Walk around the E3 2015 video games conference in Los Angeles and it becomes immediately clear why this once-niche industry is now snapping at the heels of Hollywood.
It’s a multi-billion dollar industry. The biggest video games will now easily pull in more revenue than any Marvel film, while equivalent publishers like Activision, Bethesda and EA all churn out the latest sequels to everyone’s fan favourites.
Activision’s stand for example is massive. The size of a small office building, yet placed inside the even larger LA Convention Centre it towers above the other stands with giant depictions of its biggest franchises plastering the walls.
While its game line-up is actually relatively small, Activision holds the keys to three of the most popular gaming franchises in the world: Call of Duty, Destiny and Skylanders.
As a testament to their success the chance to play just 30 minutes of Call of Duty results in a queue of fans that stretches around the entire stand and then off into an elaborate network of cordons.
People will often wait hours, and in a conference that only lasts a few days, it quickly becomes clear that many fans will only get the chance to play just a small handful of the games on show. For video gamers though this is still more than enough. Many of the titles here are months, even years away from release so having the chance to try it before anyone else is irresistible.
I am not what you would describe as an ardent Call of Duty fan. I’ve played every one so far, enjoyed every one and in particular found the games iconic multiplayer to be something that, while I love, will always be a mystery to master.
As a journalist that covers games it’s hard not to be fascinated by the series as a cultural phenomenon that has become such a massive part of so many people’s lives.
Its multiplayer is considered world-class, and in almost every case it is this feature that draws people back time and time again. Fast-paced, unforgiving and utterly addictive CoD’s multiplayer is the golden formula that makes people queue for hours.
To try and find out why, I spent an hour playing multiplayer with the very people that queued. Now when I say ‘playing’, I really do mean that in the loosest possible sense.
Ushered into a dark room filled with glowing 32-inch TVs, PS4 controllers and headsets myself and another journalist quietly perch ourselves in the far corner. It seems out of the way while also having the handy side-effect of giving me a good vantage point to observe how people react.
Neither of us are particularly good at CoD, by which I mean that we both love playing it but simply don’t have the lightning quick reflexes that make it a regularly viewed piece of content on YouTube.
A group of enthusiastic young gamers sit down on the opposite side, it seems they’re friends and indeed from the matching t-shirts it becomes clear that they must play together regularly. On my side is a mixed bag of enthusiasts who don’t seem to know each other but clearly are here for one thing, and that’s to play CoD.
I stare at weapon and character loadout. At first glance it seems as convoluted as recent incarnations, however once you start digging it becomes clear that this is a more streamlined Call of Duty experience.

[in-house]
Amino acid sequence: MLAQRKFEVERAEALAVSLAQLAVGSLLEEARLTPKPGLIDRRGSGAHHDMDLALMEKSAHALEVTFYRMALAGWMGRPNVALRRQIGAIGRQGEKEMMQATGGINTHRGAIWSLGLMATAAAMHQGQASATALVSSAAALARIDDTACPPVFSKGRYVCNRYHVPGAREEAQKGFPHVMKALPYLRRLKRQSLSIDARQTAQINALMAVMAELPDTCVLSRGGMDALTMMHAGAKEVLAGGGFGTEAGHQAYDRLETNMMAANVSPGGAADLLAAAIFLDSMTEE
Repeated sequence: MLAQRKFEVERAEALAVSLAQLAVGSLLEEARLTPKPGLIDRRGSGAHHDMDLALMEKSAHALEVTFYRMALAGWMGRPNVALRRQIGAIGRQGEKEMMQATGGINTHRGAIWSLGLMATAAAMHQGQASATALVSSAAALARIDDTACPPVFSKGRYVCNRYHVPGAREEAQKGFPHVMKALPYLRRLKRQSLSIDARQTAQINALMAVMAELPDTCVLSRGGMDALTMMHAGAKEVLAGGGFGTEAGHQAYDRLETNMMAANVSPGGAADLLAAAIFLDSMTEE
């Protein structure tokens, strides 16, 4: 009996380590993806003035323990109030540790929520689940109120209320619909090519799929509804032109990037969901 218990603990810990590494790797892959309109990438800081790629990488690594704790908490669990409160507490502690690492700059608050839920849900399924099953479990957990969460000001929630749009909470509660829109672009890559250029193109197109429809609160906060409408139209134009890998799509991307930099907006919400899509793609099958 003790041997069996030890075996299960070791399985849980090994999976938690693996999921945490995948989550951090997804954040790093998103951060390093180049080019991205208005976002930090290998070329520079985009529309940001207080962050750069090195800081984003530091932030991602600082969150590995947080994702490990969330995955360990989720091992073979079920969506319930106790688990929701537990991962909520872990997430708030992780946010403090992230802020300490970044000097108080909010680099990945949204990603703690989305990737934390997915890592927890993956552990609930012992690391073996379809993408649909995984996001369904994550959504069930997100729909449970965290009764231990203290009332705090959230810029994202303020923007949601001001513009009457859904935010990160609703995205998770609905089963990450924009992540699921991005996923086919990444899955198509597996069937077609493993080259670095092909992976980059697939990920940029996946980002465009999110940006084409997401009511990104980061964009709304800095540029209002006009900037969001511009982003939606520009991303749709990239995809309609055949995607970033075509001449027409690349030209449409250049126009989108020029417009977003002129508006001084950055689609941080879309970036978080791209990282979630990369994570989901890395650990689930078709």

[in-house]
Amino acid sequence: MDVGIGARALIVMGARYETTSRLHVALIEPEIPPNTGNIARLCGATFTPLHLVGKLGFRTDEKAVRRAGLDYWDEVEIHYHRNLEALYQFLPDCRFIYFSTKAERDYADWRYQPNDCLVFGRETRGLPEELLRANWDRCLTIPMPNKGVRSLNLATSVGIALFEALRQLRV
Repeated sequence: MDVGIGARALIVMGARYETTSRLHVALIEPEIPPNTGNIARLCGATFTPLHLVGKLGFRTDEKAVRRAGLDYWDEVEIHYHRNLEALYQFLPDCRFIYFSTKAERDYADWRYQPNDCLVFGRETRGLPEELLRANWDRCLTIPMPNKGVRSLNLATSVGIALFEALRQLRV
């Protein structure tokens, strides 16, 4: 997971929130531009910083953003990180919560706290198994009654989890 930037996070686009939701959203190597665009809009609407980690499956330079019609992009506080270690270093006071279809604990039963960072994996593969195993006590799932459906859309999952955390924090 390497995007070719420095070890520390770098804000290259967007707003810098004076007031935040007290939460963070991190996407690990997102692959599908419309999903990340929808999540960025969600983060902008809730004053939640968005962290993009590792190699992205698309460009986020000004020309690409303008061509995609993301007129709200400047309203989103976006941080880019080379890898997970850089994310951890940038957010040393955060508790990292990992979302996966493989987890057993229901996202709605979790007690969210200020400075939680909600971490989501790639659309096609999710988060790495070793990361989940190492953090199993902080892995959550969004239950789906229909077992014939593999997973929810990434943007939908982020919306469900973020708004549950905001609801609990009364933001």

Yes there are a plethora of weapons, and yes there’s an even bigger selection of accessories, but what underpins it all is the hardpoint limit. You can only have so much nonsense attached to your body, and so I found myself easily working out what I wanted to be good at and then picking accordingly.
In this case it was being stealthy, I’m useless in open ground and even worse at speed, so I figured that if I made as little impact on the map as possible, I might just stand a chance.
With my silencer and ‘slippers’ attachments selected (they’re not actually slippers, I just call them that because it seems ridiculous that an attribute is being able to walk silently) I was ready to take on my first game.
Returning to Call of Duty after a brief spell is actually pretty terrifying at first, you nervously edge around like someone who’s just been given a blindfold and told that somewhere, there might be a open mineshaft.
This inevitably ends in death, repeatedly in fact, until finally I pluck up the courage to actually go out into the game.
Almost immediately, it starts flooding back. OK so it wasn’t an ’80s montage’ transformation, but improvement did come, slowly.
I went from being last in the timetable to being a solid second from last, this stellar improvement continued the more I played until by the end I was proudly middle of the table.
My improvement came as a result of my enjoyment, and my enjoyment came as a result of the fact that I was actually playing and talking to real people.
The CoD where you just jump in on your own has, to me, always felt like a Mad Max style wasteland where you’re either hopelessly outnumbered by ‘clans’, or stuck as the fifteenth wheel, holding a bunch of pros up and appearing sullenly at the bottom of the table.
In almost all of these situations I find I’m so impressively awful that I’m actually helping the other side.
This is where Black Ops 3 helps you. Treyarch’s versions have always felt like more of a team game, whether it was doing split-screen zombies in World at War or tackling the multiplayer in Black Ops.
The style of play, the maps all favour the idea of a team being backed into a corner, or bottle-necked, resulting in a game that naturally brings people into a team.
I don’t play CoD because I like violent video games, I play it because I like doing something competitive with my mates and in this respect, Black Ops 3 feels like one of those games.
It doesn’t feel necessarily innovative, but just by sitting in a darkened hot room surrounded by two groups of friends who had queued hours to have a laugh together, it seemed to me that my initial concerns about CoD’s ability to innovate were unfounded.
If it ain’t broke…